A hammerhead shark skims the shore at Bean Point in Anna Maria. Capt. Aaron Lowman caught the photo in 2016 while tarpon fishing.

They look prehistoric, with oddly shaped heads and protruding eyes.

They unnerve seasoned mariners.

They are hammerhead sharks.

As islanders settle into hot summer days on the coast of Florida, so do hammerhead sharks.

The warm coastal waters of Anna Maria Island and South Florida serve as nurseries for the sharks, which generally arrive around March and move on by July.

Locally, the sharks feast on tarpon and stingrays.

Memorial Day weekend, one hammerhead — estimated at more than 10 feet long — swam around a boat about 100 yards off the beach of Anna Maria Island.

Corrine Lough and her family had stopped the boat and were contemplating a swim in the shallow water off Bean Point on the north end of Anna Maria Island when she saw the hammerhead.

The family filmed and then posted a video of the encounter. A social media frenzy ensued.

Also, May 28, 27 miles to the south at Nokomis, lifeguards cleared the water for an hour after a hammerhead came close to the shoreline in the swim zone.

The following day, a group of boaters with the Pasco County Sheriff’s Office spotted a hammerhead off Anclote Key near Tarpon Springs. Again the shark was seen in shallow water.

Last year, a father and son filmed a hammerhead trolling the beach near Bayfront Park in Anna Maria.

According to the International Shark Attack File, a global database, 17 people have been subject to unprovoked attacks by hammerheads in the genus Sphyrna, the type found along coastal waters, since 1580.

No human fatalities have ever been recorded from hammerhead bites according to the file, the world’s only scientifically documented, comprehensive database of all known shark attacks.

Robert Hueter, director of the Center for Shark Research at Mote Marine Laboratory in Sarasota, suggested people remember one rule: Don’t get between a shark — or any predator for that matter — and its food.

Some additional rules to stay safe:

  • Don’t swim at night and don’t swim in murky waters.

Pay attention to surroundings.

  • Don’t swim where people are fishing. You might get mistaken for bait.
  • Don’t swim among large schools of fish. Predators might be feeding.
  • Avoid brightly colored bathing suits, especially neon yellow and green. Sharks can see these colors from long distances.
  • Avoid wearing jewelry while swimming. Sunlight glinting off metal can look like scales on baitfish to predators.

Hammerheads sometimes congregate by the hundreds but tend to hunt solitarily.

Today’s odd-looking model of the hammerhead had an ancestor that likely appeared some 20 million years ago, according to livescience.com, a science news website.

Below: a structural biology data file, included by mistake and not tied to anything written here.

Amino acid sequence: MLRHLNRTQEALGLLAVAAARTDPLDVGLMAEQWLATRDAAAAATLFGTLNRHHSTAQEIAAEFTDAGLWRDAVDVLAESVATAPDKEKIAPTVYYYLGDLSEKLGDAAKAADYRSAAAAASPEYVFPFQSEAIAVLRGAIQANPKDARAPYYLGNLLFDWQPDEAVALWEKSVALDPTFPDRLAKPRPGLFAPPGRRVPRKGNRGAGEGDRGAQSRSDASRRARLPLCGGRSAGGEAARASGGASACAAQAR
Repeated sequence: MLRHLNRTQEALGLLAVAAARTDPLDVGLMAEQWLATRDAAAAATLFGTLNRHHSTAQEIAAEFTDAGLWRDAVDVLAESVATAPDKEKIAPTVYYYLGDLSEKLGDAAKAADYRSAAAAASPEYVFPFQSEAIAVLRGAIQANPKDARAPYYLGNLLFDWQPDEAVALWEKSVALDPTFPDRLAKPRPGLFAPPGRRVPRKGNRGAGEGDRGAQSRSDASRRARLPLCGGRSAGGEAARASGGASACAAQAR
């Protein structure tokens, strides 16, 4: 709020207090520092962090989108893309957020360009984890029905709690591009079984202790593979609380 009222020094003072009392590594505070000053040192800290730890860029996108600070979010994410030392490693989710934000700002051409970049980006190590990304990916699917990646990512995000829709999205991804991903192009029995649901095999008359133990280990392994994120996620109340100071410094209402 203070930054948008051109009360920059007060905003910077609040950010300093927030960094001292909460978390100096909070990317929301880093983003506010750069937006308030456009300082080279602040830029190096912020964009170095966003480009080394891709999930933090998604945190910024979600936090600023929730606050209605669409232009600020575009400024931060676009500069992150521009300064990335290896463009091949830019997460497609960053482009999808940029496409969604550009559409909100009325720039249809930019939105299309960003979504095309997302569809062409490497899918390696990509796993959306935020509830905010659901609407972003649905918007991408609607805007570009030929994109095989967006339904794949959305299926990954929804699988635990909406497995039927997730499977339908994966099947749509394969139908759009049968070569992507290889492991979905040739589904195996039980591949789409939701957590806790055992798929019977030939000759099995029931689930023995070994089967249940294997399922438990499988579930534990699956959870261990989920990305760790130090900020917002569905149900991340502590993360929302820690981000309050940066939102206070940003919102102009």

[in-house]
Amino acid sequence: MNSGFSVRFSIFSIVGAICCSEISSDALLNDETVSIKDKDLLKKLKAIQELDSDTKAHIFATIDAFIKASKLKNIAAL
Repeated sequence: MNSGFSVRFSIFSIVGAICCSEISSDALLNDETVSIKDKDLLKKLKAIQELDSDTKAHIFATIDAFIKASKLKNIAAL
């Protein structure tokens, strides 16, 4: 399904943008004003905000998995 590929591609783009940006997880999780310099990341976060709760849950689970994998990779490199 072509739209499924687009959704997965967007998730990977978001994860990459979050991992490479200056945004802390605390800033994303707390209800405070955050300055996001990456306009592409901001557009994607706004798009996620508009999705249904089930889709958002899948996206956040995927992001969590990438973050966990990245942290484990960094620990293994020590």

So if you see one swimming off Anna Maria Island this summer, remember the hammerheads were here first.

And enjoy the show.

Turtle trackers discuss disrupted sea turtle nesting

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The first green sea turtle tracks of the 2019 nesting season are found June 3 at Coquina Beach in Bradenton Beach. Islander Photo: Courtesy AMITW/Suzi Fox
Curled loggerhead tracks June 3 indicate a false crawl at Manatee Public Beach. “A false crawl is where a turtle comes onto the nesting beach and does not nest,” says Suzi Fox, executive director of AMITW. “People need to stay 100 feet away and stay silent if they come onto a nesting sea turtle.” Islander Photo: Courtesy Suzi Fox
Luciano Soares, research scientist with the Florida Fish and Wildlife Conservation Commission, left, Suzi Fox, executive director of AMITW, and Skip Coyne, environmental director of AMITW, gather June 6 at CrossPointe Fellowship in Holmes Beach to discuss sea turtle nesting season. Soares presented facts and nesting information during the Turtle Talks program. Islander Photo: Brook Morrison
Luciano Soares, research scientist with the FWC, answers questions about loggerheads and green sea turtles during the weekly Turtle Talk June 6 at CrossPointe Fellowship in Holmes Beach. Islander Photo: Brook Morrison

By Brook Morrison

Islander Reporter

Don’t be an intruder.

This could be a banner season for sea turtle nesting in Florida, but the need to educate people intruding on sea turtles remains paramount.

“I think what’s happening is people are running after them with their phones” to take photos or video, Suzi Fox, executive director of Anna Maria Island Turtle Watch and Shorebird Monitoring said June 6 before the most recent Turtle Talk series at CrossPointe Fellowship in Holmes Beach. “People need to stay 100 feet away and stay silent if they come onto a nesting turtle.”